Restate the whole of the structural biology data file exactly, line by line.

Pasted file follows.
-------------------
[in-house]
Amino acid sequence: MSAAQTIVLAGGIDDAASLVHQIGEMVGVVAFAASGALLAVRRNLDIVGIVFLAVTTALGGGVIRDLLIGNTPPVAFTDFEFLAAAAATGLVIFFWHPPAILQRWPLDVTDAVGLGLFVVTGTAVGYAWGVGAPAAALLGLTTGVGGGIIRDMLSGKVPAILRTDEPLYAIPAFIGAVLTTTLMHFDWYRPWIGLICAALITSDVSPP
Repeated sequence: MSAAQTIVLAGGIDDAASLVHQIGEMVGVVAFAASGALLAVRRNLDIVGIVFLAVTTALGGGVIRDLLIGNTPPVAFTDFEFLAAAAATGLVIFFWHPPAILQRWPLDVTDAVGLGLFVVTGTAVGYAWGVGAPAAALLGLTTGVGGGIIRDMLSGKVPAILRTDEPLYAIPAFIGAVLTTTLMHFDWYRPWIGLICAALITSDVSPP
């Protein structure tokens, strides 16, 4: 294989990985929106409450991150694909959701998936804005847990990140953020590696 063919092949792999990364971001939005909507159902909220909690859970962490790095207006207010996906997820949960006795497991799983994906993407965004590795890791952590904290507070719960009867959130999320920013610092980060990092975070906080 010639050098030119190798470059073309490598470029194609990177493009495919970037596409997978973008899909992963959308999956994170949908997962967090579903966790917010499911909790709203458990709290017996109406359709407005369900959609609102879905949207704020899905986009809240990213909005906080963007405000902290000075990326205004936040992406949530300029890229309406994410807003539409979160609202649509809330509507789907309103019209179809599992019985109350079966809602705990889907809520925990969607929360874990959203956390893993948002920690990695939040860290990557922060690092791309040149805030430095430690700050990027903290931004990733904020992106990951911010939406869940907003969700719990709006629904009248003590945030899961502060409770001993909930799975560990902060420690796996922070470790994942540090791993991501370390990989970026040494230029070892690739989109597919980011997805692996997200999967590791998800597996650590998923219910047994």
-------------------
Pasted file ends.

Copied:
[in-house]
Amino acid sequence: MSAAQTIVLAGGIDDAASLVHQIGEMVGVVAFAASGALLAVRRNLDIVGIVFLAVTTALGGGVIRDLLIGNTPPVAFTDFEFLAAAAATGLVIFFWHPPAILQRWPLDVTDAVGLGLFVVTGTAVGYAWGVGAPAAALLGLTTGVGGGIIRDMLSGKVPAILRTDEPLYAIPAFIGAVLTTTLMHFDWYRPWIGLICAALITSDVSPP
Repeated sequence: MSAAQTIVLAGGIDDAASLVHQIGEMVGVVAFAASGALLAVRRNLDIVGIVFLAVTTALGGGVIRDLLIGNTPPVAFTDFEFLAAAAATGLVIFFWHPPAILQRWPLDVTDAVGLGLFVVTGTAVGYAWGVGAPAAALLGLTTGVGGGIIRDMLSGKVPAILRTDEPLYAIPAFIGAVLTTTLMHFDWYRPWIGLICAALITSDVSPP
């Protein structure tokens, strides 16, 4: 294989990985929106409450991150694909959701998936804005847990990140953020590696 063919092949792999990364971001939005909507159902909220909690859970962490790095207006207010996906997820949960006795497991799983994906993407965004590795890791952590904290507070719960009867959130999320920013610092980060990092975070906080 010639050098030119190798470059073309490598470029194609990177493009495919970037596409997978973008899909992963959308999956994170949908997962967090579903966790917010499911909790709203458990709290017996109406359709407005369900959609609102879905949207704020899905986009809240990213909005906080963007405000902290000075990326205004936040992406949530300029890229309406994410807003539409979160609202649509809330509507789907309103019209179809599992019985109350079966809602705990889907809520925990969607929360874990959203956390893993948002920690990695939040860290990557922060690092791309040149805030430095430690700050990027903290931004990733904020992106990951911010939406869940907003969700719990709006629904009248003590945030899961502060409770001993909930799975560990902060420690796996922070470790994942540090791993991501370390990989970026040494230029070892690739989109597919980011997805692996997200999967590791998800597996650590998923219910047994």